Genomic Digest Difficulties

Bruce Roe broe at
Tue Jul 20 07:21:00 EST 1993

In article <CAFE13.CIB at>, pnh at (Paul N Hengen) writes...
>In article <1352 at> iwatson at (IAN WATSON) writes:
>>                 .....I acheived a good yield, however, whenever I try to 
>> digest them (with EcoRI and HindIII) They do not digest at all. Initially I
>> thought that there may be proteins present in the prep or perhaps phenol which
>> was interfering with the digest. So I carried out a phenol extraction again
>> and ethanol precipitated them again. After this the digest failed again. So I
>> thought that there was an outside chance that the TE buffer that the genomic DNA
>> was dissolved in had too high a concentration of EDTA causing the nucleases to
>> fail so I ethanol precipitated them again and then dissolved in new TE. However,
>> This also failed.
>I would like to suggest you don't use TE buffer for your final DNA sample.
>I ran into problems of this sort when first isolating plasmid DNA from
>mini-preps. The cleanest digests were obtained when the DNA pellet was washed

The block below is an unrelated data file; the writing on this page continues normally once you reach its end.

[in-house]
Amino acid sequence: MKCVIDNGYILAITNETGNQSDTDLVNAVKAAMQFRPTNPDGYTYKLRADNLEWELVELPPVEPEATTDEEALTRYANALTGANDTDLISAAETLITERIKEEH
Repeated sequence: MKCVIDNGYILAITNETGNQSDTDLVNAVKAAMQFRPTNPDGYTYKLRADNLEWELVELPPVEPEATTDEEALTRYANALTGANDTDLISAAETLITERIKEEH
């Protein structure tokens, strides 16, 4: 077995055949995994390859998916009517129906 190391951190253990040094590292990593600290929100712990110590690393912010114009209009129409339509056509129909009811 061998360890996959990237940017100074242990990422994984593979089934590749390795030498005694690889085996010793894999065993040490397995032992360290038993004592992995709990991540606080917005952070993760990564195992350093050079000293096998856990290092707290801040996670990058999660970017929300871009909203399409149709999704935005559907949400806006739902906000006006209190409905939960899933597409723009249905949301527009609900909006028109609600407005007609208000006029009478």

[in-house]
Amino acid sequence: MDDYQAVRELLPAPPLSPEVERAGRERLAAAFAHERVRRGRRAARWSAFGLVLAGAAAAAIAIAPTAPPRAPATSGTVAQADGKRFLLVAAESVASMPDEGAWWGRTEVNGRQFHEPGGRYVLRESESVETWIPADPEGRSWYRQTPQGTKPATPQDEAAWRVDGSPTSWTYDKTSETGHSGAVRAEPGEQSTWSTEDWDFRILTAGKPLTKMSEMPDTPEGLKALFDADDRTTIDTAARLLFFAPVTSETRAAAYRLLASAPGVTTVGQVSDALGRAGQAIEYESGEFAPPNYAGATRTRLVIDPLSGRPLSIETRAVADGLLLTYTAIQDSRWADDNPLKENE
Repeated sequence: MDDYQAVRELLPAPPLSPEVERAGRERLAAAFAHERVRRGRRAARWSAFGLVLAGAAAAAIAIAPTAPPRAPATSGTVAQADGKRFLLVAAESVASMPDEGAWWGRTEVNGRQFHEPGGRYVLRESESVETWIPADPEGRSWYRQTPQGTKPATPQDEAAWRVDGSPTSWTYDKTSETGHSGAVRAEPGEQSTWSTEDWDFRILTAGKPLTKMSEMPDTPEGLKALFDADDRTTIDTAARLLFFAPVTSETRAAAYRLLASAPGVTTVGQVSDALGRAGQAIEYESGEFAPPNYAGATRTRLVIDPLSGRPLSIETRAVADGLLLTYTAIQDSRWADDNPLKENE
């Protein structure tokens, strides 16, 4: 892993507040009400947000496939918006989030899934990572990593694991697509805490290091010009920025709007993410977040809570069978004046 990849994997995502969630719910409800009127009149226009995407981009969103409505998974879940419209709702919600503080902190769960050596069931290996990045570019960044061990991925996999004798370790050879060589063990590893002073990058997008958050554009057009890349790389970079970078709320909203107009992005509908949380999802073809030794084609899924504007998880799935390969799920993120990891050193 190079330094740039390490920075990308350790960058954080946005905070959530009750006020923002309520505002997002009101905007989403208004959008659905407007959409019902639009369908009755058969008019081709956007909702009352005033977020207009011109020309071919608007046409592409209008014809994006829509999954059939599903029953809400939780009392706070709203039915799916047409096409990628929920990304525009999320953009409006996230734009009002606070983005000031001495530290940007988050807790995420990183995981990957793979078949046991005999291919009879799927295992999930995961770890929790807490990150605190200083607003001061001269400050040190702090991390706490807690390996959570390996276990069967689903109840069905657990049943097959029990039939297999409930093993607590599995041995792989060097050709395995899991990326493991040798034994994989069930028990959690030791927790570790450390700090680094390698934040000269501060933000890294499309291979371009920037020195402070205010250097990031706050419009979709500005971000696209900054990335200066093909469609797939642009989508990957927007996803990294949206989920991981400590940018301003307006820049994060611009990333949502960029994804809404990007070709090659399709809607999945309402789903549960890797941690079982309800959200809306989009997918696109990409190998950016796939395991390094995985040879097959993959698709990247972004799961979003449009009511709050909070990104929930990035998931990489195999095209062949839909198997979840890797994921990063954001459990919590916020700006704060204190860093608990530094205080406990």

>several times with 70 % ETOH (breaking up the pellet with a pipet tip while
>pumping the ethanol/DNA solution). The DNA is spun down afterward and this is
>repeated at least 3 times with fresh ETOH. The final pellet is dried and
>resuspended in sterile distilled water.
>Paul N. Hengen
>National Cancer Institute
>Frederick Cancer Research and Development Center
>Frederick, Maryland 21702-1201 USA

	My 2 cents worth are:
1) If the genomic DNA isolation was done in parallel with another sample
   that was digested then it must be something that is DNA related. 
2) Was a parallel control digestion done using, for example, a pUC template
   or some other plasmid to test the enzymes/reaction buffers/etc?  If not,
   then the enzymes could have gone off.
3) Sorry Paul but I don't agree with you.  Replacing TE with just water is
   not necessarly a good idea.  The purpose of TE is two fold, one to provide
   a known pH and the other to have a trace amount of EDTA there to chelate
   any heavy metals that may be required for nuclease activity.  However,
   since the concentration of Tris and EDTA in TE is so low, when the DNA
   dissolved in TE is added to the restriction digestion reaction, the
   reaction buffer and magnesium present there more than exceeds the chelating
   capacity of the trace amount of EDTA in the TE used to dissolve the DNA.
   Sure it works to dissolve the DNA in just water, but I prefer TE as a
   safety measure in case there is any chance of nucleases around.
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